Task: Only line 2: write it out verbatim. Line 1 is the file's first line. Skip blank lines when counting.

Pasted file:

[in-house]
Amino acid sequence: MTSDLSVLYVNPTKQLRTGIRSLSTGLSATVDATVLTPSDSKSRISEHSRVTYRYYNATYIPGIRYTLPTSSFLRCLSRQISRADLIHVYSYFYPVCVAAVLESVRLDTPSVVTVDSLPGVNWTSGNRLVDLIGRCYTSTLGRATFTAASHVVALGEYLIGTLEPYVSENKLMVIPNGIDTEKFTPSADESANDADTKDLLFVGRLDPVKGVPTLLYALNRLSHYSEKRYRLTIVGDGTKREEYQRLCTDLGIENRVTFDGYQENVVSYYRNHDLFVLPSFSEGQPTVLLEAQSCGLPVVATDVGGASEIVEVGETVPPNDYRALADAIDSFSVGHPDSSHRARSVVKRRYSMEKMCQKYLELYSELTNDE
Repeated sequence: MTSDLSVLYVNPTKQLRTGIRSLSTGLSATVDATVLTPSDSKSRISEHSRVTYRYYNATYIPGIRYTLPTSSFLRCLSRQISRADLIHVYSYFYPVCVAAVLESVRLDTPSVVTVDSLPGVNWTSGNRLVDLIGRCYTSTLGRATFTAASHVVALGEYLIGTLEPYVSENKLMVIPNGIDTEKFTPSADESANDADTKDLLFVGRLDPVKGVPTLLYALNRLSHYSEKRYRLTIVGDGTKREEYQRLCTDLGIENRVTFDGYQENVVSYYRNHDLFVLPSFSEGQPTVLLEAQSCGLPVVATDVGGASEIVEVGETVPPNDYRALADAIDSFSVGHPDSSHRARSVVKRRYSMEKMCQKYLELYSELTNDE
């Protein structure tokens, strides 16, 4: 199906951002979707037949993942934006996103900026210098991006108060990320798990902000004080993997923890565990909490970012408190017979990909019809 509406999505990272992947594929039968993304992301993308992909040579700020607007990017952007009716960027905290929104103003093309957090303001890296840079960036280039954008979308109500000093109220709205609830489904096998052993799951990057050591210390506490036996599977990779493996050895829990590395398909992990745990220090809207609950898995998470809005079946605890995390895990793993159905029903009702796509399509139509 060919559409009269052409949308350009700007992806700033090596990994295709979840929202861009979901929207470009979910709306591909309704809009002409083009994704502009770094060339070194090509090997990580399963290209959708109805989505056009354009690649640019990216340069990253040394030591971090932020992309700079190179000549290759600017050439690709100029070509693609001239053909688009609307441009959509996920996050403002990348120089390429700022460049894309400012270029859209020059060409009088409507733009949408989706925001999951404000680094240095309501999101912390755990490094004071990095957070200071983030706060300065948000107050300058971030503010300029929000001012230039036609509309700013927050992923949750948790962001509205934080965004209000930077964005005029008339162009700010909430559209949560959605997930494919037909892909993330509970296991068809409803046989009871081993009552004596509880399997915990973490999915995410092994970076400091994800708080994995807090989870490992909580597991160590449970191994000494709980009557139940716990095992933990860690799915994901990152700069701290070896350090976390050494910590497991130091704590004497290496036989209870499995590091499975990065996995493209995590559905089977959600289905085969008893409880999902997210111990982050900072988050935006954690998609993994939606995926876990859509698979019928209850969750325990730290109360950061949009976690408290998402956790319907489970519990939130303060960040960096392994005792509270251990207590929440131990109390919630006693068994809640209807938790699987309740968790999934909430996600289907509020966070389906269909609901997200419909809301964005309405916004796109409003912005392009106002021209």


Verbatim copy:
Amino acid sequence: MTSDLSVLYVNPTKQLRTGIRSLSTGLSATVDATVLTPSDSKSRISEHSRVTYRYYNATYIPGIRYTLPTSSFLRCLSRQISRADLIHVYSYFYPVCVAAVLESVRLDTPSVVTVDSLPGVNWTSGNRLVDLIGRCYTSTLGRATFTAASHVVALGEYLIGTLEPYVSENKLMVIPNGIDTEKFTPSADESANDADTKDLLFVGRLDPVKGVPTLLYALNRLSHYSEKRYRLTIVGDGTKREEYQRLCTDLGIENRVTFDGYQENVVSYYRNHDLFVLPSFSEGQPTVLLEAQSCGLPVVATDVGGASEIVEVGETVPPNDYRALADAIDSFSVGHPDSSHRARSVVKRRYSMEKMCQKYLELYSELTNDE